New Funds Offer Principle Guarantee
FOR individuals who find investing in common stocks too risky, how about an equity mutual fund that guarantees repayment of principle after a period of time - say 10 years? Not only that, but also guarantees payment of the up-front sales charges?
There are at least three mutual funds that now have such insurance characteristics. Two are standard equity funds: the Kemper Retirement Fund, and the Lord Abbett Equity Series. The third, MainStay Equity Index Fund, is a stock index fund. Its portfolio is structured to mirror a popular market benchmark, the Standard & Poor's 500 Composite Stock Price Index.
``There have been lots of mutual funds over the years designed to achieve many specific goals, such as products based on obtaining high yields. But as we studied consumer needs we realized that there was much greater need for retirement planning today. That's why we came up with the Kemper Retirement Fund,'' says Steve Radis, a Kemper spokesman in Chicago.
In regard to the security of principle, the guaranteed funds resemble a fixed income investment instrument, such as a certificate of deposit. Of course, the amount of future earnings on principle can't be foreseen and isn't guaranteed. Even the principle, though insured against nominal losses, is not insured against inflation. In the case of these three funds, the guarantee is for 10 years. Initial sales costs are also covered by the guarantee. At the end of the 10-year period, if the investor's shares are worth less than the amount guaranteed, the fund writes a check for the difference. ``About the worst thing that can happen [to an investor] is that nothing happens'' - in other words, the investor breaks even, says Dan Carper, national sales manager and a partner with Lord Abbett.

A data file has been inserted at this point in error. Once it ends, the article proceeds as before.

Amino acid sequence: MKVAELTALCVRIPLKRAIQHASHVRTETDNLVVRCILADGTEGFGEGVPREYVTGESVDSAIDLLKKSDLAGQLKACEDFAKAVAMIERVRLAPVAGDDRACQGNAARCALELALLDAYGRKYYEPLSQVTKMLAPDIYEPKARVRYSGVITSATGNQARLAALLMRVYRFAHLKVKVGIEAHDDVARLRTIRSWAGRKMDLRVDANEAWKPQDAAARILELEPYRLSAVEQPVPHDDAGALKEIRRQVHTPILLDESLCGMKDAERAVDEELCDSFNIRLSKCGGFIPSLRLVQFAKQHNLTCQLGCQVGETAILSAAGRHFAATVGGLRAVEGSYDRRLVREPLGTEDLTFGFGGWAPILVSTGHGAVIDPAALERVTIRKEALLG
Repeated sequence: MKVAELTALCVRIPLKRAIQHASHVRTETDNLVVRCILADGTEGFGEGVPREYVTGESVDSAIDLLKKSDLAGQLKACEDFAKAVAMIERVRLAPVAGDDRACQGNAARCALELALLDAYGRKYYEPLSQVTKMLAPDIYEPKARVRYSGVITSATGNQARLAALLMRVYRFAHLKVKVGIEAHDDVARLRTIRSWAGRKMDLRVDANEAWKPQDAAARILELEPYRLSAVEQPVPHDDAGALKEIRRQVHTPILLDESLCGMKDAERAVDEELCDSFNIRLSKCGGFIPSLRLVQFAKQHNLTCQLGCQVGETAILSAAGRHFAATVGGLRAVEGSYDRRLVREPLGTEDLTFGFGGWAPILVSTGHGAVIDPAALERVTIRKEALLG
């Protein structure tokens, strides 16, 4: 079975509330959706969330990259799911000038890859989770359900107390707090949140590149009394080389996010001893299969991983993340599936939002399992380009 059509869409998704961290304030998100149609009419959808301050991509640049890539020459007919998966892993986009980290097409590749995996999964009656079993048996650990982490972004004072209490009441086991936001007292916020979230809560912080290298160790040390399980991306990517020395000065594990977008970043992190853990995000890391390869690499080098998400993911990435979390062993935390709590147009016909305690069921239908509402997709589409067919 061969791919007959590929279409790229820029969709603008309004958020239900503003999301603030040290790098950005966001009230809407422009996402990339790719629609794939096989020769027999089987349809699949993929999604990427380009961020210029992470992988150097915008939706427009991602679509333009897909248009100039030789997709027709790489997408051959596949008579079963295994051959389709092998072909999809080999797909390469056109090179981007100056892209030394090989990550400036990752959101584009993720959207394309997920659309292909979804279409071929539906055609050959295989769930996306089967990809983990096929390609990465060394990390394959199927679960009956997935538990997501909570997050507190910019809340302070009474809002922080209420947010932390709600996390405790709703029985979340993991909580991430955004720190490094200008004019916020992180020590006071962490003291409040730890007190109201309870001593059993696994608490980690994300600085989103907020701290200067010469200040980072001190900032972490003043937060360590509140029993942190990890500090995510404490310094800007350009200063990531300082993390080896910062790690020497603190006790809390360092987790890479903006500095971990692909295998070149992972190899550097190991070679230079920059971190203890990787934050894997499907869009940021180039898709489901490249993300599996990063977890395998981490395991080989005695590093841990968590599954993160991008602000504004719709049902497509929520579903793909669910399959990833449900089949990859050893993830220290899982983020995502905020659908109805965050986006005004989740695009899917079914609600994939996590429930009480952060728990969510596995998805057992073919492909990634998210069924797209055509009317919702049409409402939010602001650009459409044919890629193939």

At the end of the insured period, the investor is again fully subject to market risk, as with other equity funds.
The funds are series offerings, that is, open to investors for a limited period of time. Two are now closed to new investors, at least for the moment. The Kemper Retirement Fund was first opened back in February, followed by a second, more recent offering. The minimum investment: $1,000. At the moment, this fund has about 35 percent of its assets invested in stocks, 54 percent invested in bonds, and 11 percent in short-term money-market instruments.
The Lord Abbett fund, which opened in April and closed May 1, has assets of slightly under $90 million. Between 80 and 90 percent of the assets are invested in common stocks. Lord Abbett is considering a new offering sometime in the future.
The newest of the three funds, the MainStay Equity Index Fund, is guaranteed by NYLIFE Inc., a wholly-owned subsidiary of New York Life Insurance Company. NYLIFE has assets in excess of $900 million. This fund will accept checks and applications up to Dec. 19, 1990. However, it is reserving the right to either reopen the series, or have a separate offering at some point down the road, says Frank Mistero, a marketing vice president with NYLIFE Securities Inc.
Fund officials insist the arrangement is not all gain for the investment company. ``The problem is that we can't sell new offerings [on a closed series] but we have to redeem shares,'' says Mr. Carper of Lord Abbett. Processing redemptions, of course, costs a fund money.
Why did NYLIFE chose to go with an insured index fund, and not just an insured equity fund?
According to Donald Mesler, managing director of the NYLIFE subsidiary that actually manages the fund, there is no better way to invest for the long-haul than by linking investments to the main trend of the market. Mr. Mesler notes that since 1926, when Standard & Poor's began its index, the S&P has produced a compounded annual return of 10.3 percent, considerably outperforming most alternative investments. In those years, by the way, there are only two ten-year periods where an investor would have lost a portion of his principle.